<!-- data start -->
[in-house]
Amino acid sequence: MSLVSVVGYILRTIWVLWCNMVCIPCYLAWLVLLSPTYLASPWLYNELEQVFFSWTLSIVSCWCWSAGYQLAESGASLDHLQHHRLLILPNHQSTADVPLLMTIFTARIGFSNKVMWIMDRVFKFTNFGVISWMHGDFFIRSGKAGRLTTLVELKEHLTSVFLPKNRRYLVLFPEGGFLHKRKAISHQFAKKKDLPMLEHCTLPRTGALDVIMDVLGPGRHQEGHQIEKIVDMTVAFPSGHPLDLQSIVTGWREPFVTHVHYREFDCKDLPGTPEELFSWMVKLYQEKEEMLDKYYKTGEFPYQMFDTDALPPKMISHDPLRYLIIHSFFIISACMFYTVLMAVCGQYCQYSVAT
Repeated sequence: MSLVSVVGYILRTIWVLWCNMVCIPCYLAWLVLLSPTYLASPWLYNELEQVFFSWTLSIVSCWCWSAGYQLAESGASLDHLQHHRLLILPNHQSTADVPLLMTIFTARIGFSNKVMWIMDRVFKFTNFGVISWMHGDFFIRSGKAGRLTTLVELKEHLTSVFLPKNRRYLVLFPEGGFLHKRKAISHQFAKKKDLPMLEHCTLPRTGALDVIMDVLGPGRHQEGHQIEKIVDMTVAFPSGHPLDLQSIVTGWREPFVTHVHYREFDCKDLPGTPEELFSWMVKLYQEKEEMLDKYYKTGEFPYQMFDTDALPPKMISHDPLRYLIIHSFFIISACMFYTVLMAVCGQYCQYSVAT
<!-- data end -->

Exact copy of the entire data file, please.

[in-house]
Amino acid sequence: MSLVSVVGYILRTIWVLWCNMVCIPCYLAWLVLLSPTYLASPWLYNELEQVFFSWTLSIVSCWCWSAGYQLAESGASLDHLQHHRLLILPNHQSTADVPLLMTIFTARIGFSNKVMWIMDRVFKFTNFGVISWMHGDFFIRSGKAGRLTTLVELKEHLTSVFLPKNRRYLVLFPEGGFLHKRKAISHQFAKKKDLPMLEHCTLPRTGALDVIMDVLGPGRHQEGHQIEKIVDMTVAFPSGHPLDLQSIVTGWREPFVTHVHYREFDCKDLPGTPEELFSWMVKLYQEKEEMLDKYYKTGEFPYQMFDTDALPPKMISHDPLRYLIIHSFFIISACMFYTVLMAVCGQYCQYSVAT
Repeated sequence: MSLVSVVGYILRTIWVLWCNMVCIPCYLAWLVLLSPTYLASPWLYNELEQVFFSWTLSIVSCWCWSAGYQLAESGASLDHLQHHRLLILPNHQSTADVPLLMTIFTARIGFSNKVMWIMDRVFKFTNFGVISWMHGDFFIRSGKAGRLTTLVELKEHLTSVFLPKNRRYLVLFPEGGFLHKRKAISHQFAKKKDLPMLEHCTLPRTGALDVIMDVLGPGRHQEGHQIEKIVDMTVAFPSGHPLDLQSIVTGWREPFVTHVHYREFDCKDLPGTPEELFSWMVKLYQEKEEMLDKYYKTGEFPYQMFDTDALPPKMISHDPLRYLIIHSFFIISACMFYTVLMAVCGQYCQYSVAT